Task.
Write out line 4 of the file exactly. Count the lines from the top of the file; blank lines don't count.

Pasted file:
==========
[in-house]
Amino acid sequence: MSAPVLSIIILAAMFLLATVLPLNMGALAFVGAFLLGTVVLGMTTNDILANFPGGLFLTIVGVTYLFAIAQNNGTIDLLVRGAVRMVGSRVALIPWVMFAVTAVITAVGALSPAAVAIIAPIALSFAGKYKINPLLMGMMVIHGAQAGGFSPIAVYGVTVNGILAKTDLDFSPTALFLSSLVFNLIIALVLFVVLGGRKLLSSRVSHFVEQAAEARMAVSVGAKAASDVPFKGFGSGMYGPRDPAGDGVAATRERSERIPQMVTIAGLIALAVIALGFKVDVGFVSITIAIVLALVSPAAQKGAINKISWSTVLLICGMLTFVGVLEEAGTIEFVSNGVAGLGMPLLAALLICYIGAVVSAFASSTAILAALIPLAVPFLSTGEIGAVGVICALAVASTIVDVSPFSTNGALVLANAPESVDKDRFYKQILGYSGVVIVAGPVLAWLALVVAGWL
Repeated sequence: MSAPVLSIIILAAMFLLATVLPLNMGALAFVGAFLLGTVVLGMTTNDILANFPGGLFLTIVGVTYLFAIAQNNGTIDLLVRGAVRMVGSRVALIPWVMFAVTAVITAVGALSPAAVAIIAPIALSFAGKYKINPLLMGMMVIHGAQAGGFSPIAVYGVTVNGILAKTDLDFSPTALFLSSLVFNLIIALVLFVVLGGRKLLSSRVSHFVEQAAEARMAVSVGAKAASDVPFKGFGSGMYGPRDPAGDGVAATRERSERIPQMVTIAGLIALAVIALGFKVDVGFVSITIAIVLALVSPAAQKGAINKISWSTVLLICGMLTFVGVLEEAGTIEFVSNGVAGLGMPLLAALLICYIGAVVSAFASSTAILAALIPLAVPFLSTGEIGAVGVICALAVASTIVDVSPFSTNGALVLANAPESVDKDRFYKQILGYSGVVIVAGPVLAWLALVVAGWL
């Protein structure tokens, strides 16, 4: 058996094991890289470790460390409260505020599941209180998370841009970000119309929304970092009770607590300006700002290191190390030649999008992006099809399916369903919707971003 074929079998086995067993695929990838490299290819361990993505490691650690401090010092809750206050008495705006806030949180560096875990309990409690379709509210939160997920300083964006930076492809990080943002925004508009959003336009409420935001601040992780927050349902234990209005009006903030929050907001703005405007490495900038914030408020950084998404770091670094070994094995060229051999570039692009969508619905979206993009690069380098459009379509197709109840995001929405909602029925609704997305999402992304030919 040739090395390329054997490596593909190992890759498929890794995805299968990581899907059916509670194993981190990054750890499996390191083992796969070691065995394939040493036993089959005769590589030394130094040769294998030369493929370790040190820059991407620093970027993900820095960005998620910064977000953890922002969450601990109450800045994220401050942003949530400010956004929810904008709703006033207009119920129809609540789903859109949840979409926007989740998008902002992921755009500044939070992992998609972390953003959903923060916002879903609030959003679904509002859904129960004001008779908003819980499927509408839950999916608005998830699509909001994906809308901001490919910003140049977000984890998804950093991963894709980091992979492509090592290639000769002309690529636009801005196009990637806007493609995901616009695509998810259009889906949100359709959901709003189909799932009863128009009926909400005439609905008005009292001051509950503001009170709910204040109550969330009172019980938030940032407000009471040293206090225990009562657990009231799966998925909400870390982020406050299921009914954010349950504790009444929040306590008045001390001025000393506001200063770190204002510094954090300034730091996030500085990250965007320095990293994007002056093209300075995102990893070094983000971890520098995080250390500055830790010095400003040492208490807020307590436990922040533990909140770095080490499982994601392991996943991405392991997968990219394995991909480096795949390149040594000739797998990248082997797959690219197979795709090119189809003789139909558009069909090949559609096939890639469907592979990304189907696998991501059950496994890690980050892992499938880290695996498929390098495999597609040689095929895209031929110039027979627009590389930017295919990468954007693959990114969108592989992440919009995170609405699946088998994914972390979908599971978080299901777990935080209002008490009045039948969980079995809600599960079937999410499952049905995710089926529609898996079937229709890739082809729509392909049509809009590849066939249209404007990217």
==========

């Protein structure tokens, strides 16, 4: 058996094991890289470790460390409260505020599941209180998370841009970000119309929304970092009770607590300006700002290191190390030649999008992006099809399916369903919707971003 074929079998086995067993695929990838490299290819361990993505490691650690401090010092809750206050008495705006806030949180560096875990309990409690379709509210939160997920300083964006930076492809990080943002925004508009959003336009409420935001601040992780927050349902234990209005009006903030929050907001703005405007490495900038914030408020950084998404770091670094070994094995060229051999570039692009969508619905979206993009690069380098459009379509197709109840995001929405909602029925609704997305999402992304030919 040739090395390329054997490596593909190992890759498929890794995805299968990581899907059916509670194993981190990054750890499996390191083992796969070691065995394939040493036993089959005769590589030394130094040769294998030369493929370790040190820059991407620093970027993900820095960005998620910064977000953890922002969450601990109450800045994220401050942003949530400010956004929810904008709703006033207009119920129809609540789903859109949840979409926007989740998008902002992921755009500044939070992992998609972390953003959903923060916002879903609030959003679904509002859904129960004001008779908003819980499927509408839950999916608005998830699509909001994906809308901001490919910003140049977000984890998804950093991963894709980091992979492509090592290639000769002309690529636009801005196009990637806007493609995901616009695509998810259009889906949100359709959901709003189909799932009863128009009926909400005439609905008005009292001051509950503001009170709910204040109550969330009172019980938030940032407000009471040293206090225990009562657990009231799966998925909400870390982020406050299921009914954010349950504790009444929040306590008045001390001025000393506001200063770190204002510094954090300034730091996030500085990250965007320095990293994007002056093209300075995102990893070094983000971890520098995080250390500055830790010095400003040492208490807020307590436990922040533990909140770095080490499982994601392991996943991405392991997968990219394995991909480096795949390149040594000739797998990248082997797959690219197979795709090119189809003789139909558009069909090949559609096939890639469907592979990304189907696998991501059950496994890690980050892992499938880290695996498929390098495999597609040689095929895209031929110039027979627009590389930017295919990468954007693959990114969108592989992440919009995170609405699946088998994914972390979908599971978080299901777990935080209002008490009045039948969980079995809600599960079937999410499952049905995710089926529609898996079937229709890739082809729509392909049509809009590849066939249209404007990217």